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Welcome to Capital One Premier Plays of the Week, where we determine the best plays from across Minor League Baseball!

Watch all five nominees below from June 6-12 and vote for your favorite. Vote as many times as you'd like -- there are no limits! Voting ends Sunday, June 16, at 11:59 p.m. ET.

To see previous Plays of the Week winners, visit our archive page. Don't forget to subscribe to MiLB.TV to stream every Minor League Baseball game!

Congratulations to Wichita Wind Surge center fielder Emmanuel Rodriguez, the latest Capital One MiLB Premier Plays of the Month winner!

To see previous Plays of the Month winners, visit our archive page. Don't forget to subscribe to MiLB.TV to stream every Minor League Baseball game!

Come back on June 13 for the next round of MiLB Premier Plays of the Week voting!

Gelof's Loon-ey play

Some defensive plays require a level of courage that only a real loon could possess. Especially ones that involve the tarp and an on-field bullpen. Fortunately for High-A Great Lakes, Jake Gelof was just the loon, err, Loon, they needed on this pop fly. Gelof ran a long way to track this down, and he held on after crashing hard into the tarp.

Williamson's diving stop

This is one of the most difficult plays for a third baseman. The ball is hit very hard down the line, and, if they're able to actually stop the ball, there's a pretty long throw to make. Ben Williamson has only played 47 professional games at the hot corner. But he's equal to the task for Double-A Arkansas on this hard grounder.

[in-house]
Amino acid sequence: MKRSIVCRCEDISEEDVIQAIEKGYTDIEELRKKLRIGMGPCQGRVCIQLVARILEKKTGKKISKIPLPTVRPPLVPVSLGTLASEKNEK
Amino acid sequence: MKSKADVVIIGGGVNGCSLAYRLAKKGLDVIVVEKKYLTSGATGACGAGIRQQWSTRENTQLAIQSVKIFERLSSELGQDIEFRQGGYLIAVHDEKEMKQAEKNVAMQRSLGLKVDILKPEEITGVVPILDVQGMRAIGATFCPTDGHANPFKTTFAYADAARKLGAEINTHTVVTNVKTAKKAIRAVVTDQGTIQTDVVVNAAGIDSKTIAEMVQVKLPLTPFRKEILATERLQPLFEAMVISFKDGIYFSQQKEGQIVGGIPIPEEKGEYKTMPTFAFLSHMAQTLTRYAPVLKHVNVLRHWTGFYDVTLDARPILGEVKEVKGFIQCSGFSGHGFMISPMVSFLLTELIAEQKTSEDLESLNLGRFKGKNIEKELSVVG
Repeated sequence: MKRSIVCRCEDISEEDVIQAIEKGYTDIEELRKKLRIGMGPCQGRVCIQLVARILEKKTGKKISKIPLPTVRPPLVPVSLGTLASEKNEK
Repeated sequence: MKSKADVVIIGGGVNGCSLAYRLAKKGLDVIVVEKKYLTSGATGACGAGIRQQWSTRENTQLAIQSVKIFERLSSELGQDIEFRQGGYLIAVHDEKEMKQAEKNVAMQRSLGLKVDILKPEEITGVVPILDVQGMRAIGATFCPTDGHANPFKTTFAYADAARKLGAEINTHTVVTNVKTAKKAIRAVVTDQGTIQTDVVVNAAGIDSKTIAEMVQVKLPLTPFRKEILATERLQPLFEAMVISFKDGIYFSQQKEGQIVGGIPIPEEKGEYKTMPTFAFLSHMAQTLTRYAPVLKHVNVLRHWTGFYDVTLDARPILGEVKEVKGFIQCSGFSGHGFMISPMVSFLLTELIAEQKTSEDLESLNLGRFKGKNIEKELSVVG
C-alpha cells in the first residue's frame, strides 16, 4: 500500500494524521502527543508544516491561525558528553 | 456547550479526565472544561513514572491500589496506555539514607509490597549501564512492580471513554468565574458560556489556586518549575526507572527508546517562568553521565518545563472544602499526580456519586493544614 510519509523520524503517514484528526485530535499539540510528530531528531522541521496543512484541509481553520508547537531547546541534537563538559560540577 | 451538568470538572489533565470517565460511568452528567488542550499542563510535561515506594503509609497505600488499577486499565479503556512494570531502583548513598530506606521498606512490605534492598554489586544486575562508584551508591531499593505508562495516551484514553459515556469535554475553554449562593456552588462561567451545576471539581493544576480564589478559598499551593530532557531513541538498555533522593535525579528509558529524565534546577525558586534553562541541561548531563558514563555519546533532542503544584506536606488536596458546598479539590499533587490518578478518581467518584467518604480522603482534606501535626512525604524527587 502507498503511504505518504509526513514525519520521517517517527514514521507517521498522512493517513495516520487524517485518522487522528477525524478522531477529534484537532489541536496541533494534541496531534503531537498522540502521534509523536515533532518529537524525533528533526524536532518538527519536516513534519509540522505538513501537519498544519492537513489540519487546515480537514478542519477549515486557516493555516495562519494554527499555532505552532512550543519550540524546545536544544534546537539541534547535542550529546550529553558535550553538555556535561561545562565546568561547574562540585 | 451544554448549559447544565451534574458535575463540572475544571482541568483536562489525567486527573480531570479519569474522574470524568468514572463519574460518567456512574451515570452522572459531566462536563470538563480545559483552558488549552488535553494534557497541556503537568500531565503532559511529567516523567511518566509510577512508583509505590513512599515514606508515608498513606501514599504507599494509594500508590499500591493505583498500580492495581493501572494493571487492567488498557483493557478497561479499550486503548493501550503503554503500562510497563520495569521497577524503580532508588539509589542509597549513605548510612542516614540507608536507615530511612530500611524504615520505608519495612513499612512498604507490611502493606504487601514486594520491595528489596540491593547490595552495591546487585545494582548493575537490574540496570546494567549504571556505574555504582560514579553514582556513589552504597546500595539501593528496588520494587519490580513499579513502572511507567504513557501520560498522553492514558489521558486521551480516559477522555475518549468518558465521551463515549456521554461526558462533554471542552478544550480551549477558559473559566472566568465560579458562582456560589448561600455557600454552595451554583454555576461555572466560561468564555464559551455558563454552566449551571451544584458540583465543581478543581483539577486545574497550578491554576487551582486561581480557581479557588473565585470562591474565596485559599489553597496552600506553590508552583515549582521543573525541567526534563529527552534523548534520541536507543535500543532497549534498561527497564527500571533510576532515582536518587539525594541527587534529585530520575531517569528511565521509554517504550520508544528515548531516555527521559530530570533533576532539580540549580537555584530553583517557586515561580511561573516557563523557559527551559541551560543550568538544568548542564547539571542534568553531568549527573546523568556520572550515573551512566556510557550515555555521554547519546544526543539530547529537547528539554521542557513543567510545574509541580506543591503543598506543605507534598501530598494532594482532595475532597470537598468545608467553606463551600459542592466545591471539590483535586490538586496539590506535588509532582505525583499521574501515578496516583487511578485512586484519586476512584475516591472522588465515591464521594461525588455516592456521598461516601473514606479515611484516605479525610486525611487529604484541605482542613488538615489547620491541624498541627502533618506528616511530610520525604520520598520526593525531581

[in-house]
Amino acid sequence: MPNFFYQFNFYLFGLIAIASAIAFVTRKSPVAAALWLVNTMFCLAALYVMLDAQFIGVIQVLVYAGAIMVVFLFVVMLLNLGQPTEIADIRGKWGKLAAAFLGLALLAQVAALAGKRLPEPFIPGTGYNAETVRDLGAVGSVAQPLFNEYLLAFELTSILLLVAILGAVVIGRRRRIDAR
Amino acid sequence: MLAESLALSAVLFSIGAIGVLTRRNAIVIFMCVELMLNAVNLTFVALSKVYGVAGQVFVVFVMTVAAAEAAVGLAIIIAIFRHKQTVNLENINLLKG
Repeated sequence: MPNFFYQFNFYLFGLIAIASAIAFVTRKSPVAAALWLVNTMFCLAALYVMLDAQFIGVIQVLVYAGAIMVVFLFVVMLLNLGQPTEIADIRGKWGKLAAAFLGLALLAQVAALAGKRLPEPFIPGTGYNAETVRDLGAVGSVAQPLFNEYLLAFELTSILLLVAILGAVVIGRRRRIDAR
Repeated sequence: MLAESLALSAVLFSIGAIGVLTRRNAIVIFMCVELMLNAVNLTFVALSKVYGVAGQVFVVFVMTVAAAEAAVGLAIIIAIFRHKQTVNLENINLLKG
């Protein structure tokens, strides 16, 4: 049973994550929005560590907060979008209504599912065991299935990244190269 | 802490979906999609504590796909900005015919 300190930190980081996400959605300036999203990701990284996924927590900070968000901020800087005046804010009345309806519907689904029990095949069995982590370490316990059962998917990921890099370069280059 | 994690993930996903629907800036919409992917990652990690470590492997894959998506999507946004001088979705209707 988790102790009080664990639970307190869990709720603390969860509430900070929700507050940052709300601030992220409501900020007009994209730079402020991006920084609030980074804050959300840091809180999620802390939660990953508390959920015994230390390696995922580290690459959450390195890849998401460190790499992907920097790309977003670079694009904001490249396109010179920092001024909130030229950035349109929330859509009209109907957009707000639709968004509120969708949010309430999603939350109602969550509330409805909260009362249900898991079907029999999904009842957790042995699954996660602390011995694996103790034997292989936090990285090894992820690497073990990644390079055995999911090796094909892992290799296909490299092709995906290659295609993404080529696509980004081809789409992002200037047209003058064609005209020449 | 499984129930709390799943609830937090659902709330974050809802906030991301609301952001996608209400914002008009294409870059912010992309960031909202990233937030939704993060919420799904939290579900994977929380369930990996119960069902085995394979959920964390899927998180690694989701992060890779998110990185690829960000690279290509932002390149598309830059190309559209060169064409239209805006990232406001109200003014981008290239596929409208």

Some people call him Joey

The Bees were threatening with a pair of runners in scoring position when Drew Ellis cracked a 101 mph liner to left center. But Space Cowboys' center fielder Joey Loperfido decided it was time to take flight. The Astros' No. 5 prospect left his feet to snag the liner, which already seemed ticketed for the gap.

Roccaforte steals one for the Bandits

This fly ball off the bat of Eduarqui Fernandez was at least a couple feet above the wall in dead center. It seemed like a safe home run. But Carson Roccaforte was there do the River Bandits' name proud. The High-A Quad Cities center fielder got way up to pull this homer back for the out.

Who you gonna Call?

Usually when slugger Niko Kavadas hits a ball this hard (106.5 mph) and this far (407 feet), they stay gone. But Alex Call stepped up at the right time. The Triple-A Rochester center fielder ran 86 feet on a perfect post route and timed his leap perfectly to bring back the would-be round tripper.